There are 1.2 billion people in China. Every one of them must have a bicycle, maybe two. I saw a lot of bikes. In Yangshuo there are many three wheeled bicycles with flatbeds on the back for carrying dirt, rocks, paneling, fruit, and friends. You name it. Some of the handlebars have a second bar wielded about six inches above the main bar. This gives the rider a second, more comfortable, upright riding position.
It cost us 20 yuan ($2.50) to rent a mountain bike for an entire day. We rode about 10 miles through the farmlands of Yangshuo. The weather was overcast, ideal for biking. We also "rented" an all day tour guide for $6. (I paid as much for my Blue Mountain coffee at breakfast!) Angie is an English major and helped us with our Chinese too. She was great. After the ride she took us to a restaurant who's specialty is beer fish. Of course, it went well with the local cold beer. Or was it the local beer that went well with the fish? I can't be certain.
Yangshuo is geared to the backpacker although we saw many other weiguoren there. The shops that stretch throughout the town are packed with all kinds of hiking gear including North Face jackets for about 180 yuan. I bought Ruth a waterproof Columbia jacket with full zip out lining for about $20. The jacket would sell for about $200 in the U.S.
We saw some cliff hangers on our ride. We all looked up at these people hanging from the virtical face. I said to Angie our tour guide: "weiguoren shi shenjingbing!" (Foreigners are crazy!) She covered her mouth in laughter either at the weiguoren or at my Chinese. But she did agree: "Dui, dui."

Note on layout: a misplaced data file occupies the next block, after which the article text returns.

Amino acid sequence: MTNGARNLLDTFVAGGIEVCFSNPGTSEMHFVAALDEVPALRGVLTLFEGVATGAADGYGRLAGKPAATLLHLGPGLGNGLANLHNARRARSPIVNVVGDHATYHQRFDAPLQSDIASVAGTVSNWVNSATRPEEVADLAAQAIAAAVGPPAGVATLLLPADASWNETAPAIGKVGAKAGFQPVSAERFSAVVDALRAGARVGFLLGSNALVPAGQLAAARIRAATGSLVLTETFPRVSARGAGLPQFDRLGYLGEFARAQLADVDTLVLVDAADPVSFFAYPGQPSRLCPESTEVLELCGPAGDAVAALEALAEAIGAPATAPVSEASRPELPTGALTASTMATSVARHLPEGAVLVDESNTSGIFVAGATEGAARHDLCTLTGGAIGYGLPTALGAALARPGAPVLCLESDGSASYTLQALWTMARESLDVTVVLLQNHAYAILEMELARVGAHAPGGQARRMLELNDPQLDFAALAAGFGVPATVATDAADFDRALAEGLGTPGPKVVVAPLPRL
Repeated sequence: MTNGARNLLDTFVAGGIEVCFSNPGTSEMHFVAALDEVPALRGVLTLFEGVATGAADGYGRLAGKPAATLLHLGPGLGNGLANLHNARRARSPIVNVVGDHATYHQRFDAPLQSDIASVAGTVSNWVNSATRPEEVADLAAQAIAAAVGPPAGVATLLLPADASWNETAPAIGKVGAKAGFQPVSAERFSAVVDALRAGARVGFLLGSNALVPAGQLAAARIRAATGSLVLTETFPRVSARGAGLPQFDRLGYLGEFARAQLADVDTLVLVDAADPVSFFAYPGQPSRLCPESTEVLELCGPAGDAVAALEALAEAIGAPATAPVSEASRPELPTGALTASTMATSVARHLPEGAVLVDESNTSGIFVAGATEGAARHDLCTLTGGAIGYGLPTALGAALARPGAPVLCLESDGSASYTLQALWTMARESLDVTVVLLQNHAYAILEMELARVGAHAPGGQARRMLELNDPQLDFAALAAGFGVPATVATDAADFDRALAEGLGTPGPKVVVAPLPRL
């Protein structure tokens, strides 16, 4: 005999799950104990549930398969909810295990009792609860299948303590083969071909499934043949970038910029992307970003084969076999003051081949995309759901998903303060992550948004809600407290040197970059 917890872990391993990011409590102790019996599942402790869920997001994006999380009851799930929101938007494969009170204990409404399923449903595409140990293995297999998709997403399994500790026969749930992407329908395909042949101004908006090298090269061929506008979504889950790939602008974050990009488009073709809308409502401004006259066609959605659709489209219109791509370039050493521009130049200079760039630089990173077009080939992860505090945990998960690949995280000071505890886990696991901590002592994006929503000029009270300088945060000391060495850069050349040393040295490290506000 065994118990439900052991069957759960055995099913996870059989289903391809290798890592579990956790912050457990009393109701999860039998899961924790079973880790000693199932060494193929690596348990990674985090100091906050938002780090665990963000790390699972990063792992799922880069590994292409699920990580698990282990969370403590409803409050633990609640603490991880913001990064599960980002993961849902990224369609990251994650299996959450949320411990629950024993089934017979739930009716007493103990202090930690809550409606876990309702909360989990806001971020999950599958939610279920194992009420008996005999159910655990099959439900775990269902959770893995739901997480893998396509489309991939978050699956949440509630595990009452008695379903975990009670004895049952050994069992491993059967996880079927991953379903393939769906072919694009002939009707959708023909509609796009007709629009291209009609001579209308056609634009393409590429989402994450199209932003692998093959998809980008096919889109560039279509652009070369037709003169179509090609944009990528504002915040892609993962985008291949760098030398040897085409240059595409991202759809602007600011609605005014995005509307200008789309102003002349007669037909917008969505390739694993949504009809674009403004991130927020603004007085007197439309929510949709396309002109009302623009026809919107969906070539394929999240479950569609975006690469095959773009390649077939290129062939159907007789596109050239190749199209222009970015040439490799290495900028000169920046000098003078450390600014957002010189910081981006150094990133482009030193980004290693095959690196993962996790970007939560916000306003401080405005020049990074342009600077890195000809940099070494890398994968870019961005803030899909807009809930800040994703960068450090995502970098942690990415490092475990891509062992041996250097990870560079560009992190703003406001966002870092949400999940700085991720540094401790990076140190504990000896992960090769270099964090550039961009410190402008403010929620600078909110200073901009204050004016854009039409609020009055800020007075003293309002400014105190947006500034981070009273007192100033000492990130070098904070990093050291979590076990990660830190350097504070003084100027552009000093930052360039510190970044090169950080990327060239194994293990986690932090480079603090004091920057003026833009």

As we rode along the country roads little old ladies came out selling flowers, postcards, maps, and various trinkets. We stopped to take a picture and the girls bought some flowers to wear on their heads for 2 yuan (25 cents). Ruth later told me one of the old woman opened a notebook with a few quarters taped inside and a note some meiguoren (American) had written for her that said: "I'm collecting U.S. coins. Do you have any you can give me?" Clever. These ladies were just a step above begging. They all wore sad faces and wouldn't go away even after you said: "Wo buyao" (I don't need).
We met a little old lady of 83 standing outside her home. She was so friendly. Lynn talked with her a bit telling her how much we were enjoying her backyard. The lady smiled and said it was her land that makes her live so long. Maybe!
After four hours of bumpy roads I couldn't find anyplace to sit that wasn't sore. Must be the bike.
We did a short walk around town with the intention of resting in the room before going out again for dinner. I laid down at 6:00 p.m. and didn't get up until 6:00 a.m. It must be the Yangshuo air.
Ruth said she went out for dinner alone.
A bad worker quarrels with his tools. -Chinese proverb